Surprisingly, the simulation shows that the final reaction fronts in the uniform segment do exhibit big difference, with Case 2 propagating the fastest, followed by Case 1 and Case 3 the slowest. To explain such trend, Figure 7 shows the temperature, pressure, HRR and key species concentration profiles as well as budget analysis of CO mass fraction in Case 1, 2, and 3, as the reaction wave arrives at the same location 0.05 m. For all these cases, the unburnt region has also finished the second-stage oxidation, as indicated by the trace amount of H2O2 and large amount of CO. Case 2 has the lowest amount of CO and highest temperature in unburnt region, implying relatively later development of the third-stage heat release process; while the highest amount of CO and lowest upstream temperature in Case 3 implies a lower extent of reaction progress toward the third-stage oxidation. This reaction front is hence an auto-ignitive wave induced by sequential third-stage ignition. As a result, the longer it takes for reaction front to arrive, the higher the reaction progress toward the third-stage ignition and the faster the wave propagation will be. The three-stage auto-ignition controlled by distinct chemistry has therefore granted richer theoretical meaning to the spontaneous propagation theory of Zeldovich and creates novel understanding to the auto-ignition reaction wave dynamics. As further confirmed by the budget term analysis, diffusion plays a negligible role among all the cases, and hence the final reaction front in Cases 1–3 is indeed an unsteadiness-reaction dominant auto-ignition front.
Figure 7. Comparison of the (A) Temperature, pressure, heat release rate and key species fraction profiles and (B) budget analysis of CO mass fraction in Case 1, 2, and 3 with the same lengths of temperature stratification segment but different temperature range.
Equivalence Ratio Stratification
Cases from 6 to 10 compare the ignition and reaction waves under different equivalence ratio stratifications. Figure 8 shows the detailed combustion evolution for Case 6. As shown in Figure 8A, at t = 0.535 ms, due to the lowest τ1 in Figure 4B, the first-stage ignition occurs at the richest region in the stratification segment, and a spontaneous auto-ignition wave induced by the first-stage starts to propagate down to the ϕ gradient. At t = 0.575 ms, the second-stage ignition also occurs at the richest region in the stratification segment, consistent with the lowest τ2 in Figure 4B, thus initiating another heat release peak in the spontaneous propagation reaction front. At t = 0.77 ms, as this reaction front with separated double heat release rate peaks propagates toward the unburnt gas, the first-stage ignition in the uniform unburnt region starts to occur. At t = 1.15 ms, the heat release peak triggered by first-stage ignition disappears. This is because the residence time is long enough such that the first-stage ignition is completed in the uniform lean region, as can be seen from the large amount of H2O2 and CH2O. The heat release rate profile is further divided into two separate peaks. As shown in Figure 8B, the one around x = 0.075 m corresponds to H2O2 branching and CO generation, which is obviously controlled by the second-stage ignition; while the one near x = 0.072 m corresponds to CO oxidation and CO2 formation, as induced by the third-stage ignition. By performing budget analysis, it is found that the role of diffusion is negligible in all of the reaction fronts involved.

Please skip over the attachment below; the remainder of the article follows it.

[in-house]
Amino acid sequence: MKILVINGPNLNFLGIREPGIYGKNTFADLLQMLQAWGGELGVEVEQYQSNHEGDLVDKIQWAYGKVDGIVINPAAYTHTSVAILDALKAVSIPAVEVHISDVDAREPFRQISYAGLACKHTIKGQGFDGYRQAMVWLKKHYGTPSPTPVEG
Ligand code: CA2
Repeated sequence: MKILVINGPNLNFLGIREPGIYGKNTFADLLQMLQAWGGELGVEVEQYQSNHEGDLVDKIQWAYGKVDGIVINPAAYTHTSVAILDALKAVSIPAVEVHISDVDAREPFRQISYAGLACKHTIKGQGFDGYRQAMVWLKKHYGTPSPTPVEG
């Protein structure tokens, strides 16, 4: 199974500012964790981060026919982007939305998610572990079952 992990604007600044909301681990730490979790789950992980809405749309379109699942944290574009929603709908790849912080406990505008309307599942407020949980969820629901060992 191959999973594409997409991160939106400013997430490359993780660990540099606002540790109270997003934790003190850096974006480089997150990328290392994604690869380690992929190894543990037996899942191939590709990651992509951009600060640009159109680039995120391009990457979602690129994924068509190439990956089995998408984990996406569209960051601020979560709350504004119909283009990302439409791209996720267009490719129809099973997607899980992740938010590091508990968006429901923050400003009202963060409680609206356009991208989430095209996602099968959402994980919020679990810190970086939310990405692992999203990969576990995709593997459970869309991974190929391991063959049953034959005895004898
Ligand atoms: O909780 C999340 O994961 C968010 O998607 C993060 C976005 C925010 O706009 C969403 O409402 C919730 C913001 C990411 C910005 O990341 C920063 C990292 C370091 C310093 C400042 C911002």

Figure 8. (A) Temperature and heat release rate profile at selected time instants for Case 6; (B) Double peak heat release and profiles of representative species for reaction front at t = 1.15 ms.